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Temporary assignments require a clearly distinct policy
More companies are saving money by sending employees on short-term travel assignments instead of permanent relocations. According to 2015 research from global relocation firm Cartus, 52 percent of employers expect to use more short-term assignments, raising administrative issues for HR. These include tracking employees, complying with tax regulations, managing costs and applying policies consistently.
Cindy Madden and Jennifer White, director and manager of consulting solutions for Cartus, respectively, discussed with
SHRM Online the benefits and challenges in the rising trend of temporary relocation assignments.
SHRM Online: Why are domestic short-term and temporary assignments becoming more popular, and when did this trend begin?
Madden: Over the last five years or so, domestic short-term and temporary assignments havegained in popularity as organizations' continued cost focus has required some creativity. When budgets for actual permanent relocation were cut to the quick, then both mobility and talent management had to develop new options. Born of that creativity, these assignments allow projects, training and other company initiatives to occur without the cost of selling houses in challenging real estate markets and asking spouses and partners to give up lucrative positions in their careers.
SHRM Online: What are some of the benefits that domestic short-term assignments offer to the employee and the employer?
Madden: The family can remain at home and continue with work and school while the assignee completes his or her project. For the employer, the reduced cost of this type of an assignment can stretch the budget to be better able to support more strategic, leadership relocations.
White: I agree. Not needing … to sell a home, move a family to another location, put children in new schools—these are significant advantages to an employee who would otherwise encounter a great deal of disruption. Additionally, an assignment may be considered a positive career move for the employee. For the company, domestic short-term assignments meet specific business needs for a particular skill, talent or knowledge transfer for a defined length of time without having to bear the cost of a relocation.
SHRM Online: What are some of the challenges with these assignments?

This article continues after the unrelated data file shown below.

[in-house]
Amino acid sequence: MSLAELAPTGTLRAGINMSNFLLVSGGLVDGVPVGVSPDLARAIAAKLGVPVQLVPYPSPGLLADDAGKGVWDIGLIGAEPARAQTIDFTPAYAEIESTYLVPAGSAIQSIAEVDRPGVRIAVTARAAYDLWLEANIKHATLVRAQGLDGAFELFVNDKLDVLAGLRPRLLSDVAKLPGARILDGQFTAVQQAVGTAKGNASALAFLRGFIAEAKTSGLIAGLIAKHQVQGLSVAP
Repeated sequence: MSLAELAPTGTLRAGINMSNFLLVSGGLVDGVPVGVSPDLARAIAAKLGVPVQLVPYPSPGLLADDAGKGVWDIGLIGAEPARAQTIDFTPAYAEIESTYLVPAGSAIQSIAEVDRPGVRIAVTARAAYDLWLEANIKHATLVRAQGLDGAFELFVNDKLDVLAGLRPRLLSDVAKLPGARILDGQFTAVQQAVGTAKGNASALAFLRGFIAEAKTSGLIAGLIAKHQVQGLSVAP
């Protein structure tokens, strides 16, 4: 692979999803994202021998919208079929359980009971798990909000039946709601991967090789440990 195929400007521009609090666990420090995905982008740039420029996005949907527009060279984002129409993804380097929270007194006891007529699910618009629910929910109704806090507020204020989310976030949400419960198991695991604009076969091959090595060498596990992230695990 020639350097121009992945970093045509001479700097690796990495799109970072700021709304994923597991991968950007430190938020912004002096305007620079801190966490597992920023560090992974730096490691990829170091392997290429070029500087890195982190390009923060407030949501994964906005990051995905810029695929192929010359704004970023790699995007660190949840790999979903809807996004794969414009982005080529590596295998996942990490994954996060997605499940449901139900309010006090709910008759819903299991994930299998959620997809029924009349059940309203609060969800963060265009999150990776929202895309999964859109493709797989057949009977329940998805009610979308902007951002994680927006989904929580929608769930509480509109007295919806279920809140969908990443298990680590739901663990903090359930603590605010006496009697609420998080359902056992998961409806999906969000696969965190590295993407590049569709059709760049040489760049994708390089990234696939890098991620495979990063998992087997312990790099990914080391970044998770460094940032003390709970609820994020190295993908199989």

Madden: The primary challenge is that, due to its abbreviated timeframe, the assignment might not allow the assignee to truly achieve the purpose of the assignment in the limited time allotted. In addition, some employees struggle when separated from their families for even a few months. For a single parent, the challenge of being separated from children might be reason enough to have to turn down the opportunity.
White: Tax treatment can be complex, as there are many IRS regulations regarding intent of duration, actual duration, "tax home," and tax implications from state and local authorities. It is important that a company consult with its tax provider.
SHRM Online: Should employers have a separate, formal policy specific to managing these assignments?
White: Absolutely. The benefits provided for a temporary assignment will differ significantly from a standard domestic policy. Also, benefits within a temporary assignment can differ depending upon duration. A standard U.S. domestic policy provides for a permanent relocation—benefits such as home sale, home purchase and full household goods move would be standard. This would not be the case for a temporary assignment. Home sale and purchase wouldn't be provided. Depending on the duration, only a small shipment of personal effects would be typical, as the transferee would most likely be in furnished accommodations, usually preferred for assignments of less than one year. If the assignment exceeds one year and accommodations are unfurnished, a limited amount of furnishings might be shipped or rental furniture could be considered. Temporary housing provisions would decrease with pre-arranged housing. Lease cancellation assistance may be provided at origin if the assignment exceeds one year. It's possible that the employee's family will remain at home. In this case, "home leave" trips would be provided. Tax treatment may also differ, depending on duration.
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